Copyright © A. Filippone (1999-2003). All Rights Reserved.

Wings for All Speeds

Low Aspect-Ratio Wings


Wings of low aspect-ratio are known for having poor aerodynamic efficiency L/D at low speeds, along with stability problems, both static and dynamic.

The high angle of attack stall of the low aspect-ratio wings has been known since the early days of aerodynamics. Why short wings, then ? – There can only be practical limitations to use such wings.

The most interesting case is the wing-in-ground ship (AR = 1 ÷ 3); there are also short wings in racing cars (typical aspect ratios AR < 3); short wings are also part of control devices in competition sailing boats and micro air vehicles. Low aspect ratios (about 2 ÷ 3) in fighter aircraft are necessary to maintain a high degree of manouvrability, though at the expense of some stability (see below).

We define a low aspect-ratio wing a wing having AR < 5. Squared wings and wings with even lower aspect ratios are still interesting from a theoretical point of view, but of uncertain application.

Theoretical analysis was performed by Betz in the 1920s. Later a number of non-linear lifting line theories (Multhopp, Gersten, Truckenbrodt, and others) provided simple means to predict the vortex lift created by the leading edge separation.

Fig. 1 below shows a qualitative example of how strong an influence the leading edge vortex can have on the lifting characteristics of a short wing.

Figure 1: Lift characteristics at very low aspect-ratios

Wing Performance at Low Speeds

Short wings for low speeds have been studied for a long time. The high angle of attack stall of the low aspect-ratio wings has been known since the early days of aerodynamics. Handley-Page (1911) found that a squared wing (AR=1) stalled at angles above 40 degrees, while a moderately slender wing (AR=6.25) stalled at incidences as low as 10 degrees.

Experimental Data

A large body of data was published in the 1920s as a result of a series of experiments at Gottingen, Germany. Data for different aspect-ratios can be correlated quite well using the Prandtl-Lanchester formula, originally derived for elliptic spanwise loading. Having reference data at aspect-ratio AR=5, one can derive the polar characteristics of shorter wings with remarkable precision, at least in the linear range.

Maximum Lift Coefficients

The values of the maximum lift coefficient are largely independent from the aspect-ratios at aspect-ratios above 2 and a Reynolds number 1 million. At aspect-ratios 1 < AR < 2 the most evident effect is the shift of the angle of attack at which maximum lift is reached. This angle increases progressively and easily reaches 30 degrees. Squared wings show Clmax as high as 1.3.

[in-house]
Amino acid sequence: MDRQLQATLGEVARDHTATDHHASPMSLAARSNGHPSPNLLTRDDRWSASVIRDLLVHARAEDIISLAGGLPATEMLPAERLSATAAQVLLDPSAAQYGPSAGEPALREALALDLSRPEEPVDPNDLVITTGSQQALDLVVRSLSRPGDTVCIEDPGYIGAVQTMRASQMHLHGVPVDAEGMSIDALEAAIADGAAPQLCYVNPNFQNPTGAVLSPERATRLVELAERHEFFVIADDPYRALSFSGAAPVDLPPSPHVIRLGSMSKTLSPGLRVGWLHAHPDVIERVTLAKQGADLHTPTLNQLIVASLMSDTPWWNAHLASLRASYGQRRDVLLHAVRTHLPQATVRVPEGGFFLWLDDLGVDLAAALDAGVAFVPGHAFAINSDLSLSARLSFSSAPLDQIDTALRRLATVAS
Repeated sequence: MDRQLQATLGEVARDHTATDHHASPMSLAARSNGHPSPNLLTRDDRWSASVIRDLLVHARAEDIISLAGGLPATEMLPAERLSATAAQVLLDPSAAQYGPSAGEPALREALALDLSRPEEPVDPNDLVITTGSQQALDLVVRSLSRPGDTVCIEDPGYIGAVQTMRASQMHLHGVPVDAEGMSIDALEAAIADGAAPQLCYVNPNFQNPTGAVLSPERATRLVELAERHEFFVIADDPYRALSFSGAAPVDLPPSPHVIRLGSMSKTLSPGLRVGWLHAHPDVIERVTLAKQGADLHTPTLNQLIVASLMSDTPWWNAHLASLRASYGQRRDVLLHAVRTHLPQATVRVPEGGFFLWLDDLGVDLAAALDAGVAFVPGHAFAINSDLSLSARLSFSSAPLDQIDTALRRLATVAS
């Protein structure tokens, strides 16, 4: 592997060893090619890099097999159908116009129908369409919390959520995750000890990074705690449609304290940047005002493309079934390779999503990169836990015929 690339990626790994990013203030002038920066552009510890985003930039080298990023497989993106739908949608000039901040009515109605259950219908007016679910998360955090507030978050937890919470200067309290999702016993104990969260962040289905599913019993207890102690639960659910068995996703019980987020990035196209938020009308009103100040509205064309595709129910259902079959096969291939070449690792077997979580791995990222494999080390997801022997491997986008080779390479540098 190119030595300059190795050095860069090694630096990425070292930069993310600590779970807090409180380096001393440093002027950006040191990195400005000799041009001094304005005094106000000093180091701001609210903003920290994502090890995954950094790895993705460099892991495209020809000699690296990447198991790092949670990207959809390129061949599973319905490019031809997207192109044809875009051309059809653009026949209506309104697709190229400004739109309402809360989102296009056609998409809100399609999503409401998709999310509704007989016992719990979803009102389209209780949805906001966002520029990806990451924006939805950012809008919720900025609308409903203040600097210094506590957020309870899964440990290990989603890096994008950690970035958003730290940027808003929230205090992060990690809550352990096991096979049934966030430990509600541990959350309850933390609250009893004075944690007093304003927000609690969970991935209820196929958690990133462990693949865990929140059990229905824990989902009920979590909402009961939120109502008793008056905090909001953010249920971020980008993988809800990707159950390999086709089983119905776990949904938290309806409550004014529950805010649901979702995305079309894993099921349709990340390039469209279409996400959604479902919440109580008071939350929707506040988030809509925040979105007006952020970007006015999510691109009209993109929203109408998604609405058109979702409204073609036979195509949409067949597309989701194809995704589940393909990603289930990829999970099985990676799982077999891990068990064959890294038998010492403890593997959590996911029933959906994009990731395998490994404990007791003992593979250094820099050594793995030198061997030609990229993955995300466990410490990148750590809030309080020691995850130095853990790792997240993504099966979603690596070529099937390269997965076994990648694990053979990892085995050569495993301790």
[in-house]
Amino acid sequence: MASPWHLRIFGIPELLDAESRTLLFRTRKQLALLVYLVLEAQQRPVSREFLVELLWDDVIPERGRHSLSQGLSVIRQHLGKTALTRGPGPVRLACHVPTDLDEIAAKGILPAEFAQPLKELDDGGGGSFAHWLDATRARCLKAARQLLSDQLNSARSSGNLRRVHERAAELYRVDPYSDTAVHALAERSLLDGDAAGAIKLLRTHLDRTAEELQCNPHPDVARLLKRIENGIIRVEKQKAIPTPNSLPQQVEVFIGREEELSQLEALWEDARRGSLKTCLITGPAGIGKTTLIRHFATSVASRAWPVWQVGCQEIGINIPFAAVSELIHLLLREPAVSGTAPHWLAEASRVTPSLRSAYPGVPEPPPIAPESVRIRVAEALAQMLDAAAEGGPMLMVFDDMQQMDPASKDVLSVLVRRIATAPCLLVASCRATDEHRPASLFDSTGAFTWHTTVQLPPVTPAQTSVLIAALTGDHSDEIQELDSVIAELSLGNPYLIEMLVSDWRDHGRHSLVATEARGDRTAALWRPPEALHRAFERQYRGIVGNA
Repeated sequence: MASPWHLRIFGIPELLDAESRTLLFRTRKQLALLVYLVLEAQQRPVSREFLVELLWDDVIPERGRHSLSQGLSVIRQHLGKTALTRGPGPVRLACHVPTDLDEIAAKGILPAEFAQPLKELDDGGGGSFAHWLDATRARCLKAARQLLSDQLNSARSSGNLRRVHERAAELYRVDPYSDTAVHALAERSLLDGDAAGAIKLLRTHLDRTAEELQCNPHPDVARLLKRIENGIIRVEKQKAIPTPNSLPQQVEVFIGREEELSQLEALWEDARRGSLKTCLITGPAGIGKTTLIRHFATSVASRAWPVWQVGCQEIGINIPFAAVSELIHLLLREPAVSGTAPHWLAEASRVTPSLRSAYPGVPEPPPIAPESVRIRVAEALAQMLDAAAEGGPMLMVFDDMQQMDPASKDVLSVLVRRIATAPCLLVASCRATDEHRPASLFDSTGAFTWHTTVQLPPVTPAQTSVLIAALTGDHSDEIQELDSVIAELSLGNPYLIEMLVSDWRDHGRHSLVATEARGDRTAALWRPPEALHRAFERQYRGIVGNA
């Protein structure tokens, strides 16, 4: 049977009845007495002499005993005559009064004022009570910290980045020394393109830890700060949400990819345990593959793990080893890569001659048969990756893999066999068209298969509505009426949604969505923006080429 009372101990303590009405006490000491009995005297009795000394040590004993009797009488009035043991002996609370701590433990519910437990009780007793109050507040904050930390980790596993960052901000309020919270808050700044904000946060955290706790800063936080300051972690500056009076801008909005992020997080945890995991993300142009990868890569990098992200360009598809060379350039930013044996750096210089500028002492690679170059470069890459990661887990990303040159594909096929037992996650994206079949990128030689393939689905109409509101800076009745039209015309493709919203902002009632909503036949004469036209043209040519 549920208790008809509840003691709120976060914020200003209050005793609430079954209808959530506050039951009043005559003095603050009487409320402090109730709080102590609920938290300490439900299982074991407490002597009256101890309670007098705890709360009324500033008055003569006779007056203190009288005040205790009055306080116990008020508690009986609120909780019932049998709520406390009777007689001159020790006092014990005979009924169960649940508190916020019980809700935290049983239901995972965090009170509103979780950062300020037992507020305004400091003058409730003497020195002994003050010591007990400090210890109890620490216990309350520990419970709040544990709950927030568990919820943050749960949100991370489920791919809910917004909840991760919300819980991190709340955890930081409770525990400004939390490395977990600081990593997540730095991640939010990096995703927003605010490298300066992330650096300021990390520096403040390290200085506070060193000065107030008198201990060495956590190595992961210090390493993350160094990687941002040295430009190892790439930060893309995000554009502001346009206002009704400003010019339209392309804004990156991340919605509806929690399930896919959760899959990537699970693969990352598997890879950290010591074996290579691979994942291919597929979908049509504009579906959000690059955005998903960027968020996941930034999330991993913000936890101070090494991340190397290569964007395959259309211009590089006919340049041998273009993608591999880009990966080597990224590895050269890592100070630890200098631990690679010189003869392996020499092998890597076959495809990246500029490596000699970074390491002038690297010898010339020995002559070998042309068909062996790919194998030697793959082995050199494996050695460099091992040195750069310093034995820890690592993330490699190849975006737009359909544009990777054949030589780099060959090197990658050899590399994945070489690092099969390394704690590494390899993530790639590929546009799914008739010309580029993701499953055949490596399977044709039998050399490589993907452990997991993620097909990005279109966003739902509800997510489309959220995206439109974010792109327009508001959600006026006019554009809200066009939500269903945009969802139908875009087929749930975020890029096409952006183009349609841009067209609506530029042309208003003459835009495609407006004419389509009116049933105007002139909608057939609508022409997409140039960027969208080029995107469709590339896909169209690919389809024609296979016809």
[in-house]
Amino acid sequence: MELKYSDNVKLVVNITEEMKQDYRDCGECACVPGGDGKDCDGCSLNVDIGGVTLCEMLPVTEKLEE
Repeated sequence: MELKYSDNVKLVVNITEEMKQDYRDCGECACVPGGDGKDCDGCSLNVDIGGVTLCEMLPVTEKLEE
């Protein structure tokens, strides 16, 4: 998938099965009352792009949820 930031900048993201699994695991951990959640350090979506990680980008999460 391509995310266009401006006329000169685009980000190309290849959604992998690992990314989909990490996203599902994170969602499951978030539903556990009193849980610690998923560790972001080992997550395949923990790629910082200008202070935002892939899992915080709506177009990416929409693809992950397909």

At even lower aspect ratios the wing is subject to strong vortex flows and CL increases at a faster rate than that predicted with a linear theory. This is due to the presence of the strong tip vortices that separate closer to the leading edge, according to a mechanism similar to that governing the delta wing.

The spanwise distribution of lift is another interesting aspect of these wings. The lift is mostly concentrated in the inboard sections and reaches high values. Aft sweep moves the point of maximum lift outboard, which on turns may promote undesirable tip stall.

Pressure Characteristics

Experimental investigations showed that the root sections do not experience high LE pressure peaks. In addition, the spanwise pressure gradients are such as to cause an outward drain of the boundary layer from the root sections. The combined influence of these two effects is such as to make the root sections highly resistant to flow separation and therefore capable of developing local lift coefficients of such large magnitude as to more than compensate for the lift losses that occur when the tip sections of the wing stall.

Stability Characteristics

Longitudinal and lateral stability of low aspect-ratio wings have been investigated over the years. One important aspect is the behavior of the pitching moment with the lift coefficient, that is strongly dependent on the wing sweep and various technical devices (tip devices, fences, nacelles, etc.).